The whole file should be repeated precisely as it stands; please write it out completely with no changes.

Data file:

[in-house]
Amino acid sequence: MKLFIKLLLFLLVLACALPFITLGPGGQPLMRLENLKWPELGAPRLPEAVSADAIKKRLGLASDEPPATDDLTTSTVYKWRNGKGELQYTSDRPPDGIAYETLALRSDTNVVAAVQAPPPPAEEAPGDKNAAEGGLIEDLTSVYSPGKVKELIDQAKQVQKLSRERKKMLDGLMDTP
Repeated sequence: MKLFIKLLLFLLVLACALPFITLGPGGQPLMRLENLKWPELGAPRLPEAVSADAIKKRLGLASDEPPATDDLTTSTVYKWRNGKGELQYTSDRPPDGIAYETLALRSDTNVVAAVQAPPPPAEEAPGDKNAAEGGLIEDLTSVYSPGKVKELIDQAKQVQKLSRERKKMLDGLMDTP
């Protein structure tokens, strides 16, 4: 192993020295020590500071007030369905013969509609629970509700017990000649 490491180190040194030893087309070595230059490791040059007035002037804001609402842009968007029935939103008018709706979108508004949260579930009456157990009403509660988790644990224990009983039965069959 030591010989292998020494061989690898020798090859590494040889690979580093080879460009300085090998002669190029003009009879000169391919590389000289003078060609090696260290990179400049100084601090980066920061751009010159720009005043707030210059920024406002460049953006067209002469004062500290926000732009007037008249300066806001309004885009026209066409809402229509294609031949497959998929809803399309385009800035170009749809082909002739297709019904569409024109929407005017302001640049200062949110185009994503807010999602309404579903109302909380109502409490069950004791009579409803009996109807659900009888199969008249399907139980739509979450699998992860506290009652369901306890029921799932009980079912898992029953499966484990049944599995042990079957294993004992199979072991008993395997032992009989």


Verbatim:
[in-house]
Amino acid sequence: MKLFIKLLLFLLVLACALPFITLGPGGQPLMRLENLKWPELGAPRLPEAVSADAIKKRLGLASDEPPATDDLTTSTVYKWRNGKGELQYTSDRPPDGIAYETLALRSDTNVVAAVQAPPPPAEEAPGDKNAAEGGLIEDLTSVYSPGKVKELIDQAKQVQKLSRERKKMLDGLMDTP
Repeated sequence: MKLFIKLLLFLLVLACALPFITLGPGGQPLMRLENLKWPELGAPRLPEAVSADAIKKRLGLASDEPPATDDLTTSTVYKWRNGKGELQYTSDRPPDGIAYETLALRSDTNVVAAVQAPPPPAEEAPGDKNAAEGGLIEDLTSVYSPGKVKELIDQAKQVQKLSRERKKMLDGLMDTP
């Protein structure tokens, strides 16, 4: 192993020295020590500071007030369905013969509609629970509700017990000649 490491180190040194030893087309070595230059490791040059007035002037804001609402842009968007029935939103008018709706979108508004949260579930009456157990009403509660988790644990224990009983039965069959 030591010989292998020494061989690898020798090859590494040889690979580093080879460009300085090998002669190029003009009879000169391919590389000289003078060609090696260290990179400049100084601090980066920061751009010159720009005043707030210059920024406002460049953006067209002469004062500290926000732009007037008249300066806001309004885009026209066409809402229509294609031949497959998929809803399309385009800035170009749809082909002739297709019904569409024109929407005017302001640049200062949110185009994503807010999602309404579903109302909380109502409490069950004791009579409803009996109807659900009888199969008249399907139980739509979450699998992860506290009652369901306890029921799932009980079912898992029953499966484990049944599995042990079957294993004992199979072991008993395997032992009989």